Tomorrow is July 4, the day Americans to do the three things they do best: Talk about how great they are, use explosives, and overeat. This year, though, we’ll squeeze our fourth skill into the day: breaking records.
Tomorrow 40,000 people will descend on Coney Island for a Colossal Calorie Clash, a Showdown of Swollen Stomachs. If the Kentucky Derby is the fastest three minutes in sports, Nathan’s Famous Hot Dog eating contest is the grossest/greatest 10 minutes in the world.
Joey “Jaws” Chestnut can break his tie with Takeru Kobayashi and win his seventh consecutive mustard yellow belt. The guy who used to be a construction engineer but looks like he spends most of his spare time in overalls will also attempt to break his own record by eating more than 68 hot dogs.
Can anybody challenge him? Early last month that didn’t look possible.
Chestnut torpedoed through the competitive eating circuit in late May and early June, taking back-to-back-to-back events (Gyros, Pepperoni Rolls, and Pastrami Sandwiches). But as we got closer to the World Cup of Weiners, the Stanley Cup of Sausage, Chestnut stumbled. He finished third at RibMania, one of the few non-Nathan’s qualifiying events the MLE held in June.
Is Chestnut passing his prime? At 29, is he no longer the eater he was at 25? Or was RibMania a calculated stumble in preparation for Nathan’s?
If Chestnut is challenged, it will be by one of two people. Tim ‘Eater X’ Janus is the No. 2 eater in the world, and was the top Nathan’s qualifier, knocking down 50 dogs at the Queens qualifier just a week ago. I know he’s a professional, but I question Janus’ turnaround time.
Matt “Megatoad” Stonie has the best chance of being LeBron to Chestnut’s Jordan, if LeBron was a skinny kid from California that kind of looks like a girl. Stonie is part of my generation, the generation that grew up with the hot dog eating contest televised on ESPN. He spent years studying the game before being allowed to jump in. Now at just 21, he’s looking to wrestle the mustard yellow belt and the title of “San Jose’s Favorite Son” away from Chestnut. (Sidenote: How did San Jose become the pipeline for competitive eaters? They’re like Dallas in football recruiting.)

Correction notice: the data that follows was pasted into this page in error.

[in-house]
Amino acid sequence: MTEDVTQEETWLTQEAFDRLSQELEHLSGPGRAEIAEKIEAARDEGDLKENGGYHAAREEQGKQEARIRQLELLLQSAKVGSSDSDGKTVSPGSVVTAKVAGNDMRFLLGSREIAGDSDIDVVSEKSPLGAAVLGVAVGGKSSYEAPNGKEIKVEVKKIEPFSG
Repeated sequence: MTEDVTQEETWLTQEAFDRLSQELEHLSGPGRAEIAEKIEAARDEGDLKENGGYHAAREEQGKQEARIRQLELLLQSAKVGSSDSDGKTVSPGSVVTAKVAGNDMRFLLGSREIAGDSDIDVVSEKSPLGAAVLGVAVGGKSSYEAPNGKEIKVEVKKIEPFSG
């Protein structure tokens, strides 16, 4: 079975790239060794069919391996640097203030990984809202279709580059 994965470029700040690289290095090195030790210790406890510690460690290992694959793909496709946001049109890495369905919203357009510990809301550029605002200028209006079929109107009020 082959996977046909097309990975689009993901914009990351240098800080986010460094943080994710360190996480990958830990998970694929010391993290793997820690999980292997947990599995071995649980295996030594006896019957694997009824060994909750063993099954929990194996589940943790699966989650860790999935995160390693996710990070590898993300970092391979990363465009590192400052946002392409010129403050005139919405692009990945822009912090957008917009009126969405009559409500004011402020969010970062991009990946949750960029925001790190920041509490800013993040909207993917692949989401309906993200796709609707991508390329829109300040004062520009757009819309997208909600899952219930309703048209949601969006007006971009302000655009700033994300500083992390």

Stonie rides into the Nathan’s with the second-highest qualifying score, eating 47 dogs at the Boston qualifier on June 22. He’s had more recovery time than Janus, but how much is enough when you’ll have to set a personal best by 13 dogs just to have a chance at keeping pace with Chestnut?
And what about Kobayashi? The contract dispute between him and the International Federation of Competitive Eating goes unsolved for another year, which means he’ll spend another 4th of July away from the yellow cups and the hyperbole. Instead he’ll face six bums (figuratively, although it could be literally, I’m not sure) at a New York hotel, and then unveil his Kobi Dog, “from Kobayashi’s own line of grain-fed franks that go on sale July 4.” It’s been a slow tumble for a guy who was once on national television trying out-eat a bear.
Nathan’s has never been the same since Kobi left. Chestnut’s run has been just slightly marred, especially after the controversy surrounding whether Kobayashi ate 69 hot dogs in 10 minutes at his offsite event in 2011. The five-dog eat off between Chestnut and Kobayashi in 2008 will forever remain the pinnacle of the sport, but Thursday we’ll likely see a man cement himself as the greatest of all time. When that happens, it doesn’t matter which pseudo sport you’re watching.
P.S. If you’re looking for a sentimental favorite, one of the original ‘Fat Man’ eaters, future Hall of Famer Eric ‘Badlands’ Booker is back in the competition after eating 27 at a qualifier. Booker’s new album, featuring ‘Frankster’s Paradise’ dropped last night. You can find it where all competitive eating rap albums are sold.